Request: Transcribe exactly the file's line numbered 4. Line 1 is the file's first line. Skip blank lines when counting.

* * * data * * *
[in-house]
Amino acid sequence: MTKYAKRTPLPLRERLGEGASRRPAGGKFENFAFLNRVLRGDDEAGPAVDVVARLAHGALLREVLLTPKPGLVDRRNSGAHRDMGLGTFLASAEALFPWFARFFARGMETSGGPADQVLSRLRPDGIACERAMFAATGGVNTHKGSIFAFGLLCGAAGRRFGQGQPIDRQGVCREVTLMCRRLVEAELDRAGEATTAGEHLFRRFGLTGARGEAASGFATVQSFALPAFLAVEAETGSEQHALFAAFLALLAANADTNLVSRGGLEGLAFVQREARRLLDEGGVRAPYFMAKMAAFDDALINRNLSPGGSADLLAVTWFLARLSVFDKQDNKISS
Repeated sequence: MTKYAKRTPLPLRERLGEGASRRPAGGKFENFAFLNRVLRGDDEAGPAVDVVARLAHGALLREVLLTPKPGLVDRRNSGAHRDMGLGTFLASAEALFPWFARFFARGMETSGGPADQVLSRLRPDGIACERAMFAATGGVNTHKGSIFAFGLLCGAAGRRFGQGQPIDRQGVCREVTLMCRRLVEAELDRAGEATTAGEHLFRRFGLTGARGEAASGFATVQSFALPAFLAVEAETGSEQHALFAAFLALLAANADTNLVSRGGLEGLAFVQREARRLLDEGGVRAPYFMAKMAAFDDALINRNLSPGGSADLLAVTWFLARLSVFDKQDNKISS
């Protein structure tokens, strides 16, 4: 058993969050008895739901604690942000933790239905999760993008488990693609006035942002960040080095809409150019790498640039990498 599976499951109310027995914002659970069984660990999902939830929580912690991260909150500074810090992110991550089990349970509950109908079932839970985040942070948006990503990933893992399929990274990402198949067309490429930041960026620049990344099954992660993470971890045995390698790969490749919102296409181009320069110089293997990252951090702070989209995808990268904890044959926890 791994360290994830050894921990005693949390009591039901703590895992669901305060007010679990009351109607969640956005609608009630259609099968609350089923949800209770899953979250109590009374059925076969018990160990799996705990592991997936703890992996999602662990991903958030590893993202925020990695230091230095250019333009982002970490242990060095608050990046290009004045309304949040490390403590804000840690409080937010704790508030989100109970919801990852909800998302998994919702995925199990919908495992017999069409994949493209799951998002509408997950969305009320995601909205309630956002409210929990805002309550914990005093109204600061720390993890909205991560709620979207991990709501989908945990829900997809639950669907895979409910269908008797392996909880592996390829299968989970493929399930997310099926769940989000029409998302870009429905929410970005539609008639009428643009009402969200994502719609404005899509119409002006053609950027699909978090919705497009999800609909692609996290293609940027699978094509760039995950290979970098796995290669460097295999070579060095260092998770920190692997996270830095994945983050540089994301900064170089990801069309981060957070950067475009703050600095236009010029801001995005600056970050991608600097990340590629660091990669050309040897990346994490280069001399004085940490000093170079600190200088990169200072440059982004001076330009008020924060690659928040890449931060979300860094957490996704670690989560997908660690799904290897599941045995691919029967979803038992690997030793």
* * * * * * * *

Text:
């Protein structure tokens, strides 16, 4: 058993969050008895739901604690942000933790239905999760993008488990693609006035942002960040080095809409150019790498640039990498 599976499951109310027995914002659970069984660990999902939830929580912690991260909150500074810090992110991550089990349970509950109908079932839970985040942070948006990503990933893992399929990274990402198949067309490429930041960026620049990344099954992660993470971890045995390698790969490749919102296409181009320069110089293997990252951090702070989209995808990268904890044959926890 791994360290994830050894921990005693949390009591039901703590895992669901305060007010679990009351109607969640956005609608009630259609099968609350089923949800209770899953979250109590009374059925076969018990160990799996705990592991997936703890992996999602662990991903958030590893993202925020990695230091230095250019333009982002970490242990060095608050990046290009004045309304949040490390403590804000840690409080937010704790508030989100109970919801990852909800998302998994919702995925199990919908495992017999069409994949493209799951998002509408997950969305009320995601909205309630956002409210929990805002309550914990005093109204600061720390993890909205991560709620979207991990709501989908945990829900997809639950669907895979409910269908008797392996909880592996390829299968989970493929399930997310099926769940989000029409998302870009429905929410970005539609008639009428643009009402969200994502719609404005899509119409002006053609950027699909978090919705497009999800609909692609996290293609940027699978094509760039995950290979970098796995290669460097295999070579060095260092998770920190692997996270830095994945983050540089994301900064170089990801069309981060957070950067475009703050600095236009010029801001995005600056970050991608600097990340590629660091990669050309040897990346994490280069001399004085940490000093170079600190200088990169200072440059982004001076330009008020924060690659928040890449931060979300860094957490996704670690989560997908660690799904290897599941045995691919029967979803038992690997030793």